The Heart House is pleased to announce that we will be opening up offices in Hammonton and Woodbury in February/March 2024.

For patients interested in being seen in one of those offices, please call 856-546-3006 ext 2100 and leave a message with your information for a Heart House team member to call you back.


Effective Ways to Prevent Deep Vein Thrombosis or DVT

Medical illustration of veins from healthy to deep vein thrombosis with example of legs experiencing vein issues treatable at The Heart House in New Jersey

Deep Vein Thrombosis or DVT is a severe condition in which blood clots within the body’s veins, particularly in the extremities and most often in the legs. DVT can occur due to several reasons. While the symptoms of DVT are often painful and uncomfortable, some cases show no outward signs. DVT can become an emergency or deadly if the blood clot dislodges and travels to the lungs, where it can cause a pulmonary embolism, difficulty breathing, and, in the worst-case scenario, death.

We all know the admonishments about prolonged seated travel, such as long-haul flights or long car trips. And to be sure, this is one of the most significant risk factors in developing DVT. However, most patients don’t realize that sitting for long periods, whether on the airplane or car, at the office, or even at home, can increase the risk of blood clots and other vein issues like varicose veins, spider veins, and venous insufficiency.

How Do We Minimize the Risk of DVT?

Get up and about. If you find yourself sitting for hours on end, you increase the likelihood of blood pooling and clotting in your veins. For some, a standing desk is a great solution. For others, taking a break every half hour to stretch their legs is an excellent way to get a little bit of exercise and avoid this kind of clotting. Your lifestyle at home further reinforces the risk of DVT, so be sure to prioritize walking and activity.

Follow your surgeon’s orders after any surgery. For some patients with a high risk of clotting, an anticoagulant or leg cuffs may be used to reduce the likelihood of a blood clot. However, once home, patients must follow their postoperative plan, which will usually include walking often. This is for a good reason. Walking and exercising after surgery lowers the risk of infection, improves blood flow, and wards off DVT.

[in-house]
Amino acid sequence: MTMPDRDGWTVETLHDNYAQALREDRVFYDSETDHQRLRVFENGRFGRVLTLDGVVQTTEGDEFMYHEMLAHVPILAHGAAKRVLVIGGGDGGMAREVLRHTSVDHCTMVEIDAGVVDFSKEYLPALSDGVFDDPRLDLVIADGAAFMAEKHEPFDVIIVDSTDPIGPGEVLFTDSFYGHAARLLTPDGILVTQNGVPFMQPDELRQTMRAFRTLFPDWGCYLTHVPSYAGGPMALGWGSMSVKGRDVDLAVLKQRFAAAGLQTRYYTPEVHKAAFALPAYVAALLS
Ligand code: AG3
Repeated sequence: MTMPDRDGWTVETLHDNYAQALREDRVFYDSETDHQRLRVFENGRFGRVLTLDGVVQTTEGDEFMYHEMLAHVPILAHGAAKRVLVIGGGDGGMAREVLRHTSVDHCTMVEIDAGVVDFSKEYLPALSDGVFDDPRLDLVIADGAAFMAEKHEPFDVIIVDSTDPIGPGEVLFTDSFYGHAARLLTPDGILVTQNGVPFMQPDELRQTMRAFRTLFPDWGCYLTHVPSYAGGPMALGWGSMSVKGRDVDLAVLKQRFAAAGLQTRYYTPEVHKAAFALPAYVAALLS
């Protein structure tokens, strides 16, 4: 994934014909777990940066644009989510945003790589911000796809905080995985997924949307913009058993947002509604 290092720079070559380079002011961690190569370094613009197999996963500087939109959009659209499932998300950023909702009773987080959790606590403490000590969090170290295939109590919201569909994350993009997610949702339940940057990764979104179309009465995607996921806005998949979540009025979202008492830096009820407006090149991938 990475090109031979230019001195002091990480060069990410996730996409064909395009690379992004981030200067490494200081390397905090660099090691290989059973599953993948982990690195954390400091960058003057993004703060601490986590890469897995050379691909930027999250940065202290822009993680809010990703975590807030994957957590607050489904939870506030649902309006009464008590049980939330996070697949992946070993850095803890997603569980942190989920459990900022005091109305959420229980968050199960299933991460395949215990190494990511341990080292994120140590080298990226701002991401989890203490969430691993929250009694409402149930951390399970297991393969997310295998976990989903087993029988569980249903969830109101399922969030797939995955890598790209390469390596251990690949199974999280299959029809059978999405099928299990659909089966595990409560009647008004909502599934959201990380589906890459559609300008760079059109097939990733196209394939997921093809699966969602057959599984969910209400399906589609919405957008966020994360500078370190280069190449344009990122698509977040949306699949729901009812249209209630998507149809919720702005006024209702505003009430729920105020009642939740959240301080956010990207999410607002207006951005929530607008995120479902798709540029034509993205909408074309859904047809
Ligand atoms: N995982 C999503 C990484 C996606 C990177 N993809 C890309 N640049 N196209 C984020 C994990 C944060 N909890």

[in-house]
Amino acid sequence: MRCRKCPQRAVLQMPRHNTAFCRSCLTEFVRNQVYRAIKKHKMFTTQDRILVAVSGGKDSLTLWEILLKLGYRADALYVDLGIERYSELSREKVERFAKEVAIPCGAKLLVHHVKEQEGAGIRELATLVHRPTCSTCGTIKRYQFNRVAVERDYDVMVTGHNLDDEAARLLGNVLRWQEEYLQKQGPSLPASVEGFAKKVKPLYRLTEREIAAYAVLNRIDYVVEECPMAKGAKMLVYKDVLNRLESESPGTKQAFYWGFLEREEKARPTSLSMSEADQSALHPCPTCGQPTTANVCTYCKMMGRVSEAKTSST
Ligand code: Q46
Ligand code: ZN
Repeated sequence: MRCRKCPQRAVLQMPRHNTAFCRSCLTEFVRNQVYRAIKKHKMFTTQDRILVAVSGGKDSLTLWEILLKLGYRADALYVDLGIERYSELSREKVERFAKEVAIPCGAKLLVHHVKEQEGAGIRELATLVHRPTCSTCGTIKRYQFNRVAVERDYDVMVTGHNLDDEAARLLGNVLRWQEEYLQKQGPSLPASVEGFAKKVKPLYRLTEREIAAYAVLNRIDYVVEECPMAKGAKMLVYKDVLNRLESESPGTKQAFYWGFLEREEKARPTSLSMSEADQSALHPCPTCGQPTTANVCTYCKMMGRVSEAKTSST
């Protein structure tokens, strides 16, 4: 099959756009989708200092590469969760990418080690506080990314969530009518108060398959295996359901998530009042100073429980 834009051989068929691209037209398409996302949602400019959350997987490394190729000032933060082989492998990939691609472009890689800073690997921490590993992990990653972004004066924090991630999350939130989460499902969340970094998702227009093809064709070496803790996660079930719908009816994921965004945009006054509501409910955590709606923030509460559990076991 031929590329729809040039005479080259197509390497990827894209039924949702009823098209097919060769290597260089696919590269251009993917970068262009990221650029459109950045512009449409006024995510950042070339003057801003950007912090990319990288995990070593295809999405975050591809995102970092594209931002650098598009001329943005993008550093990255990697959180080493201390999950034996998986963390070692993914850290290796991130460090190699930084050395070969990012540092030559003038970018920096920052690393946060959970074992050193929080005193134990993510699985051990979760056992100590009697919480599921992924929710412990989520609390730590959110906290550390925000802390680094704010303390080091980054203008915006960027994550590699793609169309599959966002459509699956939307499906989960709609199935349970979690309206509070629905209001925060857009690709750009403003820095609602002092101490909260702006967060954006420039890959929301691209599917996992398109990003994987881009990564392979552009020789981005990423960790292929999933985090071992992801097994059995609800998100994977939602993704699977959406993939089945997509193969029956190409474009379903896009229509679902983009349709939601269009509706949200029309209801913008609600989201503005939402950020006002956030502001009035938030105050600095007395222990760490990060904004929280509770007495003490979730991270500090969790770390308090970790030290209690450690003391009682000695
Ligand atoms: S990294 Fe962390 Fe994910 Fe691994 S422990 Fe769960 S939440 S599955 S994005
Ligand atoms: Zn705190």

Get compression stockings. Compressing stockings may be appropriate if you often travel or lead a relatively sedentary lifestyle. These socks apply graduated pressure to the leg and help ensure blood doesn’t pool in the lower extremities. It’s essential to have these stockings custom-fitted to you, as store-bought options often do not provide appropriate compression. Compression stockings should not be used in place of proper exercise, however. While they may make your legs feel good, there’s nothing that can substitute for adequate blood circulation around the body.

Stay hydrated. It may seem trivial, but dehydration increases the thickness of your blood, allowing for a greater likelihood of a problematic blood clot like DVT. Dehydration also puts unnecessary strain on your heart, forcing it to pump harder to get the same amount of blood around the body. The benefits of proper hydration cannot be overstated, and we look for our patients to drink at least 64 fluid ounces of water a day and sometimes even more, depending on how much they exercise or the weather outside.

Be careful if pregnant. Pregnancy can increase the risk of blood clotting in the extremities, so pregnant women should pay particular attention to stretching their legs and being active, especially during long trips. Be sure to speak to your OB/GYN to ensure your activity level is appropriate during pregnancy.

The adage “an ounce of prevention is worth a pound of cure” is accurate for DVT. Allowing DVT to form can be downright dangerous in the right circumstance. If you have any concerns about a potential blood clot, be sure to speak to our office to have it evaluated and treated.

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